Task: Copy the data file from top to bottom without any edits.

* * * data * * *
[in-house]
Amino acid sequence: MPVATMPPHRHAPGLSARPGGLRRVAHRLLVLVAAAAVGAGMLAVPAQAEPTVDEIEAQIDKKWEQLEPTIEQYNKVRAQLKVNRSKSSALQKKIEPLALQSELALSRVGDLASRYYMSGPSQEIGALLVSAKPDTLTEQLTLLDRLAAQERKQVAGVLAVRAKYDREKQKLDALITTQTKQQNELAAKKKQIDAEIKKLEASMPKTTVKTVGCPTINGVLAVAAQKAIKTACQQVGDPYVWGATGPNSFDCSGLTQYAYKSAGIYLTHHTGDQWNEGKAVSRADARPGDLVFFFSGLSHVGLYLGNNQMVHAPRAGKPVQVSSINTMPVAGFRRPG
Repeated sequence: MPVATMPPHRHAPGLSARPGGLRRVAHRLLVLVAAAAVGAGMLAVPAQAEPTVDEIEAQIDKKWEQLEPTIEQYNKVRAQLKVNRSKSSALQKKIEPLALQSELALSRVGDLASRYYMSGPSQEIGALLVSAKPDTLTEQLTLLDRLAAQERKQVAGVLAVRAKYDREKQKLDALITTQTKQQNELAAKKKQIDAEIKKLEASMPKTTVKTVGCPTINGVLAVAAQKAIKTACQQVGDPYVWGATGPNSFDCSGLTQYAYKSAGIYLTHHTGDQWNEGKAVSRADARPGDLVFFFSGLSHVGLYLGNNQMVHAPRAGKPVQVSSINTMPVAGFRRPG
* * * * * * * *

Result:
[in-house]
Amino acid sequence: MPVATMPPHRHAPGLSARPGGLRRVAHRLLVLVAAAAVGAGMLAVPAQAEPTVDEIEAQIDKKWEQLEPTIEQYNKVRAQLKVNRSKSSALQKKIEPLALQSELALSRVGDLASRYYMSGPSQEIGALLVSAKPDTLTEQLTLLDRLAAQERKQVAGVLAVRAKYDREKQKLDALITTQTKQQNELAAKKKQIDAEIKKLEASMPKTTVKTVGCPTINGVLAVAAQKAIKTACQQVGDPYVWGATGPNSFDCSGLTQYAYKSAGIYLTHHTGDQWNEGKAVSRADARPGDLVFFFSGLSHVGLYLGNNQMVHAPRAGKPVQVSSINTMPVAGFRRPG
Repeated sequence: MPVATMPPHRHAPGLSARPGGLRRVAHRLLVLVAAAAVGAGMLAVPAQAEPTVDEIEAQIDKKWEQLEPTIEQYNKVRAQLKVNRSKSSALQKKIEPLALQSELALSRVGDLASRYYMSGPSQEIGALLVSAKPDTLTEQLTLLDRLAAQERKQVAGVLAVRAKYDREKQKLDALITTQTKQQNELAAKKKQIDAEIKKLEASMPKTTVKTVGCPTINGVLAVAAQKAIKTACQQVGDPYVWGATGPNSFDCSGLTQYAYKSAGIYLTHHTGDQWNEGKAVSRADARPGDLVFFFSGLSHVGLYLGNNQMVHAPRAGKPVQVSSINTMPVAGFRRPG